Plastic Surgery

“Pillar” procedure for snoring treatment

What is the “Pillar” procedure for snoring treatment?

Snoring during sleep may be a sign, or first alarm, of obstructive sleep apnea (OSA). Snoring is known to cause sleep deprivation to snorers and those around them, as well as daytime drowsiness, irritability, lack of focus and decreased libido.

The “Pillar” procedure is a minimally invasive treatment for snoring and obstructive sleep apnea.

What is the procedure?

The “Pillar” procedure involves surgically placing small polyester rods in the soft palate. Pillar implants are made of a polyester material that has been safely used in implantable medical devices for more than 50 years.

The subsequent healing of tissue around the implants stiffens the soft palate, thereby reducing relaxation and vibration of the tissue.

The procedure typically lasts no more than 30 minutes and is usually done in doctor's office with local anesthesia.

What kind of result can you expect?

As a result of this procedure the soft palate is more rigid, possibly reducing instances of sleep apnea and snoring. This procedure addresses one of the most common causes of snoring and sleep apnea - vibration or collapse of the soft palate (the soft part of the roof of the mouth). If there are other factors contributing to snoring or sleep apnea, such as conditions of the nasal airway or an enlarged tongue, it will likely need to be combined with other treatments to be more effective.

Recovery period and recommendations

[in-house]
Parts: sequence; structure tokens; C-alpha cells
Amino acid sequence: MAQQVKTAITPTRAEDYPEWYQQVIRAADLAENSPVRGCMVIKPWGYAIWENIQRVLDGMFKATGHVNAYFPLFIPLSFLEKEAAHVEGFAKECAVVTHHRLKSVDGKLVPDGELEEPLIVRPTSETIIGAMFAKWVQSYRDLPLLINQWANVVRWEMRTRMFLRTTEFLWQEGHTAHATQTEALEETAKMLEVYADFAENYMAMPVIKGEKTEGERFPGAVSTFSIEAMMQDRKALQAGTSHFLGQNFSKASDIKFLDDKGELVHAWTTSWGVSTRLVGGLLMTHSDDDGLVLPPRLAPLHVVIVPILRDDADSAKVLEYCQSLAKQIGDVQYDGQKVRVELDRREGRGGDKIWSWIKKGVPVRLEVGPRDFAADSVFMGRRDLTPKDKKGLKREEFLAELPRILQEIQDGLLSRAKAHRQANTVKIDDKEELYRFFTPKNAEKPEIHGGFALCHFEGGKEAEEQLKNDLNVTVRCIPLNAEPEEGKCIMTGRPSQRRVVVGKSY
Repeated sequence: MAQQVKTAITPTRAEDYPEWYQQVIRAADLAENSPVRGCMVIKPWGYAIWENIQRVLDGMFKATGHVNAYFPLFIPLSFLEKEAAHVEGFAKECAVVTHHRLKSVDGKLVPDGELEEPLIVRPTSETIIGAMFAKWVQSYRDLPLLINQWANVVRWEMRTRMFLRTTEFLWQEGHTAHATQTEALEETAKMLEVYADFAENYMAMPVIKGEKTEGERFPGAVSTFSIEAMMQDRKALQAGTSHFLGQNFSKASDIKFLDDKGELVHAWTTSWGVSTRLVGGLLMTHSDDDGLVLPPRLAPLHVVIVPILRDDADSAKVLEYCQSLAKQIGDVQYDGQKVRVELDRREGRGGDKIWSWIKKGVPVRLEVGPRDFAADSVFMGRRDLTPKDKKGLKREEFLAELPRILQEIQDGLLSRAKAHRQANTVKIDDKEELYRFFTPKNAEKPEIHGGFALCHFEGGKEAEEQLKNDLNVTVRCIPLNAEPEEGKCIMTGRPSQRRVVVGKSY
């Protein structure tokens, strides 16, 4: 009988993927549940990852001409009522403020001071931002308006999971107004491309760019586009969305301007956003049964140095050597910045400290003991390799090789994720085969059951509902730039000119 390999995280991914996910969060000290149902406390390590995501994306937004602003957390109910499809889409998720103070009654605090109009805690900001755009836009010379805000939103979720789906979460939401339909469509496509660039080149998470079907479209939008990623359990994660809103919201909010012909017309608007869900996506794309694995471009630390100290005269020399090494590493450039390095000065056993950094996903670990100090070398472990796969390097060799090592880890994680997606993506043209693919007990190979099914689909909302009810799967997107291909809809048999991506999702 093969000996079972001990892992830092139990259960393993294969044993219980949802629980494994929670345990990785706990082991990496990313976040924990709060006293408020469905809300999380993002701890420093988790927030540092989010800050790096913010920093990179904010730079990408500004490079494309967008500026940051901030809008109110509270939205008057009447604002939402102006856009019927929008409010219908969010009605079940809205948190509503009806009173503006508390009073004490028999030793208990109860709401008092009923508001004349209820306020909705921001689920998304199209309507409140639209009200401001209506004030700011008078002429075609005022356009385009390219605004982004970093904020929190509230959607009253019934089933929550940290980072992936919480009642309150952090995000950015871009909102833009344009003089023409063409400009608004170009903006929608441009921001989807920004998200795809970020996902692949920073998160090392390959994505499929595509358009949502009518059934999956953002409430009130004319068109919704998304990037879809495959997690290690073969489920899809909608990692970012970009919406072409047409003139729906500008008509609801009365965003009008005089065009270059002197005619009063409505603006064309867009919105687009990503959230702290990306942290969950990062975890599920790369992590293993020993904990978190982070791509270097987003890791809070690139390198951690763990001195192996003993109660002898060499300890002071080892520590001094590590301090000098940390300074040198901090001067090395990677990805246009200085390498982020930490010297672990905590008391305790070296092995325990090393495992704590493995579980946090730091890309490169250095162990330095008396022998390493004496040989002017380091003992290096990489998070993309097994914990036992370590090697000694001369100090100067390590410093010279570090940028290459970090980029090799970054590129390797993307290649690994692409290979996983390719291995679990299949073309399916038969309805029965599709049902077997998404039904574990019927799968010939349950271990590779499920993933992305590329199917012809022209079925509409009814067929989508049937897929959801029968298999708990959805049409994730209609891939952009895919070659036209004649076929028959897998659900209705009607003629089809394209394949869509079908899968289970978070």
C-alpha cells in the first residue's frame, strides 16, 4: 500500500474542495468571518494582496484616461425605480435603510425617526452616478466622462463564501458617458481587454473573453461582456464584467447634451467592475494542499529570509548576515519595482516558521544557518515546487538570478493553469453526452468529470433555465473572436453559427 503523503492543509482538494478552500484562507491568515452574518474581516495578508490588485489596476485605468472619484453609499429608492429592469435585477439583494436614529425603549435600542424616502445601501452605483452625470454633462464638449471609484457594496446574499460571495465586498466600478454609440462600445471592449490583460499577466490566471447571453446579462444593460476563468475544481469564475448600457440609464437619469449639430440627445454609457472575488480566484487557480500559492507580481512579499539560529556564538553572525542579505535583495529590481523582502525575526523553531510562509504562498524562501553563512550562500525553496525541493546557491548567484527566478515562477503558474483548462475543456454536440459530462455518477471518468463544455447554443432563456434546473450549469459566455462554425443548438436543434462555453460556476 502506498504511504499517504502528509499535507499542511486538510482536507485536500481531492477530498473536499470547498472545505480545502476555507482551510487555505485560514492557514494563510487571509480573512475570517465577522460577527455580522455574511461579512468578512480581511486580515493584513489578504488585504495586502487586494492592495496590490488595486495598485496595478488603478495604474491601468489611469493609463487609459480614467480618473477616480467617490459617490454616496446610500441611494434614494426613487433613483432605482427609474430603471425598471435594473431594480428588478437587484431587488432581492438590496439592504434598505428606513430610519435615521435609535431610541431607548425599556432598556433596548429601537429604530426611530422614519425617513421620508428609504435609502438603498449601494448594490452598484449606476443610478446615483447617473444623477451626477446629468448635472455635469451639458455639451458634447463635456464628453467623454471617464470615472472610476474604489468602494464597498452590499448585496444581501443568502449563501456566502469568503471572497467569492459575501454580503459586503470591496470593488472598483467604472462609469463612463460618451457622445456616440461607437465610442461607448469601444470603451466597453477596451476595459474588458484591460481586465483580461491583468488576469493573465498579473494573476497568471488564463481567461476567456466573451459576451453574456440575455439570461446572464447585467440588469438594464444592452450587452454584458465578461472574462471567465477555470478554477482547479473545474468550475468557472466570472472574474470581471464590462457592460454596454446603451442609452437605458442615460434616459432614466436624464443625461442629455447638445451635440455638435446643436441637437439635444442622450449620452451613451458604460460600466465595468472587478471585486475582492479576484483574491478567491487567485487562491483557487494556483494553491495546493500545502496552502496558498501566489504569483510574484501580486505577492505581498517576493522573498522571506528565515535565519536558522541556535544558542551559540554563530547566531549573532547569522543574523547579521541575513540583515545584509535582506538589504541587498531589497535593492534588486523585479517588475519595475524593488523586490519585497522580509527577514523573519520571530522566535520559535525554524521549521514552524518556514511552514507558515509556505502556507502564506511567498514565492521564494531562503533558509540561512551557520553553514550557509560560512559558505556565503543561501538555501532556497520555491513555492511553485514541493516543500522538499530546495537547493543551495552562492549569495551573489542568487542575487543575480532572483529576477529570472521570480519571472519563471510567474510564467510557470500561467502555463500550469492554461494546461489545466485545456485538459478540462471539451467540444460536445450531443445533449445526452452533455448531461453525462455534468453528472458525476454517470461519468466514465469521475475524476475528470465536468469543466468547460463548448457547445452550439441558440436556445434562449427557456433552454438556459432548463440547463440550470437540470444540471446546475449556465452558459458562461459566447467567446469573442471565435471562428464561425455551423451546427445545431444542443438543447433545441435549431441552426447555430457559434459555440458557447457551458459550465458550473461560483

Once the anesthetic wears off, a small percentage of patients report feeling a minor “foreign body sensation” after the procedure. This sensation is temporary and should subside and go away within a few days after the procedure.

Some patients use an over-the-counter pain reliever after the “Pillar” procedure, and most are able to resume normal activities and diet the same day. Some patients report a noticeable improvement within weeks, while others may take 8 to 12 weeks to realize the full benefit of the “Pillar” procedure.

Possible side effects and complications

Since the “Pillar” procedure does not involve removing or destroying tissue, the risk of complication is extremely low.

The most frequently reported minor complication is a partial extrusion of an implant. A partial extrusion occurs when the implant is placed too shallow or too deep, and the tip of the implant protrudes through the surface of the soft palate tissue. If a partial extrusion occurs, the physician can remove the implant.






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